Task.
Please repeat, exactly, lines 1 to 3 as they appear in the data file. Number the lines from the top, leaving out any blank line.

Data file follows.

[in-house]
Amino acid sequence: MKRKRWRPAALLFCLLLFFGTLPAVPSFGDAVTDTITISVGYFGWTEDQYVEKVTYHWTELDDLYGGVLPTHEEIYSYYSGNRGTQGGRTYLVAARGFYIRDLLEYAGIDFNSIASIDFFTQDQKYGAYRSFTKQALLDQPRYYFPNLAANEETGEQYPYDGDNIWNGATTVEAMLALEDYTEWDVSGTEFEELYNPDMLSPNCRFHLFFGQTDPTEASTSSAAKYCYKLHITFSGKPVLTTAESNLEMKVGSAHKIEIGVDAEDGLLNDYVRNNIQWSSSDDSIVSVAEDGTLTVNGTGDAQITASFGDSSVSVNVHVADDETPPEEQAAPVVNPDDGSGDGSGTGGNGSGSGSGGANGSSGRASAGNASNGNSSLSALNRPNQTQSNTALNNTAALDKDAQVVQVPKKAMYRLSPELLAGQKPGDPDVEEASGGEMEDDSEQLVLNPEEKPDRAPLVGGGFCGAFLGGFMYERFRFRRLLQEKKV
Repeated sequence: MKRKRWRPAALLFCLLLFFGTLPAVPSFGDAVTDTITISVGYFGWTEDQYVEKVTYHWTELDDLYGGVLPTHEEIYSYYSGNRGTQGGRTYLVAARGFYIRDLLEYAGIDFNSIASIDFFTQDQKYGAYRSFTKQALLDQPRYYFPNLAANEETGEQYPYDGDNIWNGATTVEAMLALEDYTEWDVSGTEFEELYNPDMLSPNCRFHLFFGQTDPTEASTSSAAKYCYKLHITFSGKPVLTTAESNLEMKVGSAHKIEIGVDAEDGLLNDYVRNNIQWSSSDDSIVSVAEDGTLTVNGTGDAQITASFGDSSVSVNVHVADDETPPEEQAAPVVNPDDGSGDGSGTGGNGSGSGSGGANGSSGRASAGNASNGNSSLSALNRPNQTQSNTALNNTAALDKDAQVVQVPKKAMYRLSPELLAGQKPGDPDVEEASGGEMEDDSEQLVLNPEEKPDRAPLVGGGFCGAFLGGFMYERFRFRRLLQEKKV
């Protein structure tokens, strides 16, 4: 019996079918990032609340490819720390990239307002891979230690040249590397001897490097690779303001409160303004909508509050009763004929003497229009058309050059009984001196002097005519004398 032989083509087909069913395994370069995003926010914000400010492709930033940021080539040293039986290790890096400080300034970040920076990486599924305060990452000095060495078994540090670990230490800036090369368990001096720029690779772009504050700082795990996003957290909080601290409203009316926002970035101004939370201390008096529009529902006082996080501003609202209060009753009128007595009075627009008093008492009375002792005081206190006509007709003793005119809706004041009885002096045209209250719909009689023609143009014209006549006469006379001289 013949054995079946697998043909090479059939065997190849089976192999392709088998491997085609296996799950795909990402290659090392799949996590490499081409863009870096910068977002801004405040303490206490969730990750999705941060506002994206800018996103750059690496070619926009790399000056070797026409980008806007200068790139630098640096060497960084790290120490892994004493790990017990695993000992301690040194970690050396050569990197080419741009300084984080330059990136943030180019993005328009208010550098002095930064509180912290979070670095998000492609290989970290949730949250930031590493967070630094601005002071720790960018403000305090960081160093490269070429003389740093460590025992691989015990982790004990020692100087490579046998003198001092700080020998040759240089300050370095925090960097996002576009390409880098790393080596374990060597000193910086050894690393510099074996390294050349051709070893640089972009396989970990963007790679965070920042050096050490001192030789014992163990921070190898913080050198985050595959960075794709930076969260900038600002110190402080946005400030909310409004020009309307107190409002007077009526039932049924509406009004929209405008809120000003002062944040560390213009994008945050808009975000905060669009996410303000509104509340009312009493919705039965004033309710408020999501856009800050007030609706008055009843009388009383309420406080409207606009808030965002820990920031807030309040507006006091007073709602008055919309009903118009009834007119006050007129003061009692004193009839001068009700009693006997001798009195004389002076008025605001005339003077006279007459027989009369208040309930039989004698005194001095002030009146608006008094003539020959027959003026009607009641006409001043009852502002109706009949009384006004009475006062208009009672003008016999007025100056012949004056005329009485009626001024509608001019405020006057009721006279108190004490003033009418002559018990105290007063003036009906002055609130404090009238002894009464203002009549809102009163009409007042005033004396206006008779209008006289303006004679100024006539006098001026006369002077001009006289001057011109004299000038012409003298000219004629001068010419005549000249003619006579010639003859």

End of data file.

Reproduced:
[in-house]
Amino acid sequence: MKRKRWRPAALLFCLLLFFGTLPAVPSFGDAVTDTITISVGYFGWTEDQYVEKVTYHWTELDDLYGGVLPTHEEIYSYYSGNRGTQGGRTYLVAARGFYIRDLLEYAGIDFNSIASIDFFTQDQKYGAYRSFTKQALLDQPRYYFPNLAANEETGEQYPYDGDNIWNGATTVEAMLALEDYTEWDVSGTEFEELYNPDMLSPNCRFHLFFGQTDPTEASTSSAAKYCYKLHITFSGKPVLTTAESNLEMKVGSAHKIEIGVDAEDGLLNDYVRNNIQWSSSDDSIVSVAEDGTLTVNGTGDAQITASFGDSSVSVNVHVADDETPPEEQAAPVVNPDDGSGDGSGTGGNGSGSGSGGANGSSGRASAGNASNGNSSLSALNRPNQTQSNTALNNTAALDKDAQVVQVPKKAMYRLSPELLAGQKPGDPDVEEASGGEMEDDSEQLVLNPEEKPDRAPLVGGGFCGAFLGGFMYERFRFRRLLQEKKV
Repeated sequence: MKRKRWRPAALLFCLLLFFGTLPAVPSFGDAVTDTITISVGYFGWTEDQYVEKVTYHWTELDDLYGGVLPTHEEIYSYYSGNRGTQGGRTYLVAARGFYIRDLLEYAGIDFNSIASIDFFTQDQKYGAYRSFTKQALLDQPRYYFPNLAANEETGEQYPYDGDNIWNGATTVEAMLALEDYTEWDVSGTEFEELYNPDMLSPNCRFHLFFGQTDPTEASTSSAAKYCYKLHITFSGKPVLTTAESNLEMKVGSAHKIEIGVDAEDGLLNDYVRNNIQWSSSDDSIVSVAEDGTLTVNGTGDAQITASFGDSSVSVNVHVADDETPPEEQAAPVVNPDDGSGDGSGTGGNGSGSGSGGANGSSGRASAGNASNGNSSLSALNRPNQTQSNTALNNTAALDKDAQVVQVPKKAMYRLSPELLAGQKPGDPDVEEASGGEMEDDSEQLVLNPEEKPDRAPLVGGGFCGAFLGGFMYERFRFRRLLQEKKV